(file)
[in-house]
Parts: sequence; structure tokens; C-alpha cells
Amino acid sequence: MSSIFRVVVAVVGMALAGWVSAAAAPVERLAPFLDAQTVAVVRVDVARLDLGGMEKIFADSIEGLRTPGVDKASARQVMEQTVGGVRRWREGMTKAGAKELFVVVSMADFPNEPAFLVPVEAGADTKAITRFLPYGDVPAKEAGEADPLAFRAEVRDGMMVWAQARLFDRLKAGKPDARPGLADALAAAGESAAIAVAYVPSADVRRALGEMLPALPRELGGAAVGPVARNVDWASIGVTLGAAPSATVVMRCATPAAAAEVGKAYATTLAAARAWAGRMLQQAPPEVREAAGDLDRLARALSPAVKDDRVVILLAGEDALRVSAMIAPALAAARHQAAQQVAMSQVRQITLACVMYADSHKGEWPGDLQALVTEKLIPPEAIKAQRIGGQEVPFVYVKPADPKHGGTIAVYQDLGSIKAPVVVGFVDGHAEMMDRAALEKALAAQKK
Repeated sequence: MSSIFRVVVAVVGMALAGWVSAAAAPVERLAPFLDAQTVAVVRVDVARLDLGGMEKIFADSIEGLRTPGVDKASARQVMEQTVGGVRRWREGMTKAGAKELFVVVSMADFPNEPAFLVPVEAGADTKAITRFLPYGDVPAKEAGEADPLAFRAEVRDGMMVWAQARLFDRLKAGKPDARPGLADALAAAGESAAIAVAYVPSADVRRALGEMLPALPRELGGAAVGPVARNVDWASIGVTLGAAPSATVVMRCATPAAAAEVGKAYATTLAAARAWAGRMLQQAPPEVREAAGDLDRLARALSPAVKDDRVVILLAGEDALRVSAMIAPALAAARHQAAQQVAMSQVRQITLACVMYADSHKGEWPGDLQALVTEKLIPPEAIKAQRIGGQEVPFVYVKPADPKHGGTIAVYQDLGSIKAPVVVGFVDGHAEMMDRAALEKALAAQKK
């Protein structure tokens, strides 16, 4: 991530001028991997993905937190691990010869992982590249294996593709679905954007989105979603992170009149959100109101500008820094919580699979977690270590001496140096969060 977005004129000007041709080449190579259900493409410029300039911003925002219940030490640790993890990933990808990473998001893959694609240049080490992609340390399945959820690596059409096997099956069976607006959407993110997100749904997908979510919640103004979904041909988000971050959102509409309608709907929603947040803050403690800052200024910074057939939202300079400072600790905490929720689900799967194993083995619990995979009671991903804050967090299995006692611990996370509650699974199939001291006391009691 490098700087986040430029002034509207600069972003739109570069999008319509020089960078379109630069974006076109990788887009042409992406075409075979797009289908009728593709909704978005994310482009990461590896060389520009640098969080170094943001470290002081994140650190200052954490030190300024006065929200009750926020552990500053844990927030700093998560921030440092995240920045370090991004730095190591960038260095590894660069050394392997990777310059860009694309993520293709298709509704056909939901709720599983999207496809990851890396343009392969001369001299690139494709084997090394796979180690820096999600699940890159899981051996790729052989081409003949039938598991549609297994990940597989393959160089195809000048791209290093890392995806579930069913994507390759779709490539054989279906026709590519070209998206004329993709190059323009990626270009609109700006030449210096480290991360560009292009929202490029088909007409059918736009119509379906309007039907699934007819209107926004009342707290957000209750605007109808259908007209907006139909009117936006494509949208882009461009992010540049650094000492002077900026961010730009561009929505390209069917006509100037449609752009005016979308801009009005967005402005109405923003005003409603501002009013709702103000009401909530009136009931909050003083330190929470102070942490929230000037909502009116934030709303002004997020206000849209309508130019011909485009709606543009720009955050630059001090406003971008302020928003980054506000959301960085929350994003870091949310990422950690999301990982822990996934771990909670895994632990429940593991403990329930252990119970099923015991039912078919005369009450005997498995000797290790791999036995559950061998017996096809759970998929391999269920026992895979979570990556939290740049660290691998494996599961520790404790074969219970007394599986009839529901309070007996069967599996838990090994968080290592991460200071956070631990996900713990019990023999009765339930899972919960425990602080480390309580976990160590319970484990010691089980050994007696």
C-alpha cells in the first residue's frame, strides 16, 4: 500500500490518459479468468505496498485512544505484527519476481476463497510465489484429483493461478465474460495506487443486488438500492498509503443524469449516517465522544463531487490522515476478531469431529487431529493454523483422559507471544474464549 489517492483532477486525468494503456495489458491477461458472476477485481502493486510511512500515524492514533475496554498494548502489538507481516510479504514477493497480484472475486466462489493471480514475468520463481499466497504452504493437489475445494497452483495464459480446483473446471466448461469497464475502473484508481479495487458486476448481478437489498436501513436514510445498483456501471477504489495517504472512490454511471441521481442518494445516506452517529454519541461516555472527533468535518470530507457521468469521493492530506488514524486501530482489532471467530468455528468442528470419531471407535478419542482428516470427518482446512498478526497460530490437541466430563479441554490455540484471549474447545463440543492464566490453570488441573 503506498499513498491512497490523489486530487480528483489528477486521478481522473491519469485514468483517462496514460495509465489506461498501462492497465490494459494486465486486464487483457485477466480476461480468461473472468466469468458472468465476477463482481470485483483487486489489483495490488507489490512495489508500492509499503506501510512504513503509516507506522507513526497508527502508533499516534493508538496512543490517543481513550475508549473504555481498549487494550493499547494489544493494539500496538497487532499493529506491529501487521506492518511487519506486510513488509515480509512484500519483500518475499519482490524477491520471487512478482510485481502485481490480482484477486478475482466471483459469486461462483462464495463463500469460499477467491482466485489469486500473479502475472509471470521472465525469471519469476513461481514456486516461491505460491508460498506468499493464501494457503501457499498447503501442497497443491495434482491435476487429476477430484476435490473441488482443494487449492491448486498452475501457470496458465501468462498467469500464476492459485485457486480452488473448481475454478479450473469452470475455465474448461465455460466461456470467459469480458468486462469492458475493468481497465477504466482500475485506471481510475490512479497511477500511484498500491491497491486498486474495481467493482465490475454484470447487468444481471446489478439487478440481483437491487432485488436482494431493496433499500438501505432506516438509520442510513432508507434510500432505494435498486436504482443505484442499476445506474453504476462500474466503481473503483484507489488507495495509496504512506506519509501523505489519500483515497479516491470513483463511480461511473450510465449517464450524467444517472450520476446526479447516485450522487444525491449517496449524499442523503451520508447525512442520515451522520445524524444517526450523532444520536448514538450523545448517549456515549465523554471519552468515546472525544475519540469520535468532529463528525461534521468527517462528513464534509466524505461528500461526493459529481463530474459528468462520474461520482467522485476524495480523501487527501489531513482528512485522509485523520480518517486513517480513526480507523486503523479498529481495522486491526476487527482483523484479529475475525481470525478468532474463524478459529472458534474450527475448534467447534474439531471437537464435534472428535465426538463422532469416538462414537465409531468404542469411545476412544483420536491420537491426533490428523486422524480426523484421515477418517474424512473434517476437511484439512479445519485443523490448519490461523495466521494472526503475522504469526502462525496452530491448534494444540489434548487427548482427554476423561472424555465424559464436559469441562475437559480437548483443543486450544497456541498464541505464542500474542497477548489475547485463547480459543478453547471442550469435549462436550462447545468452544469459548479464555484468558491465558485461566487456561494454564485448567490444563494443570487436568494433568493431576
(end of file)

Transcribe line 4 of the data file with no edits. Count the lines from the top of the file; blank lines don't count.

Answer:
Repeated sequence: MSSIFRVVVAVVGMALAGWVSAAAAPVERLAPFLDAQTVAVVRVDVARLDLGGMEKIFADSIEGLRTPGVDKASARQVMEQTVGGVRRWREGMTKAGAKELFVVVSMADFPNEPAFLVPVEAGADTKAITRFLPYGDVPAKEAGEADPLAFRAEVRDGMMVWAQARLFDRLKAGKPDARPGLADALAAAGESAAIAVAYVPSADVRRALGEMLPALPRELGGAAVGPVARNVDWASIGVTLGAAPSATVVMRCATPAAAAEVGKAYATTLAAARAWAGRMLQQAPPEVREAAGDLDRLARALSPAVKDDRVVILLAGEDALRVSAMIAPALAAARHQAAQQVAMSQVRQITLACVMYADSHKGEWPGDLQALVTEKLIPPEAIKAQRIGGQEVPFVYVKPADPKHGGTIAVYQDLGSIKAPVVVGFVDGHAEMMDRAALEKALAAQKK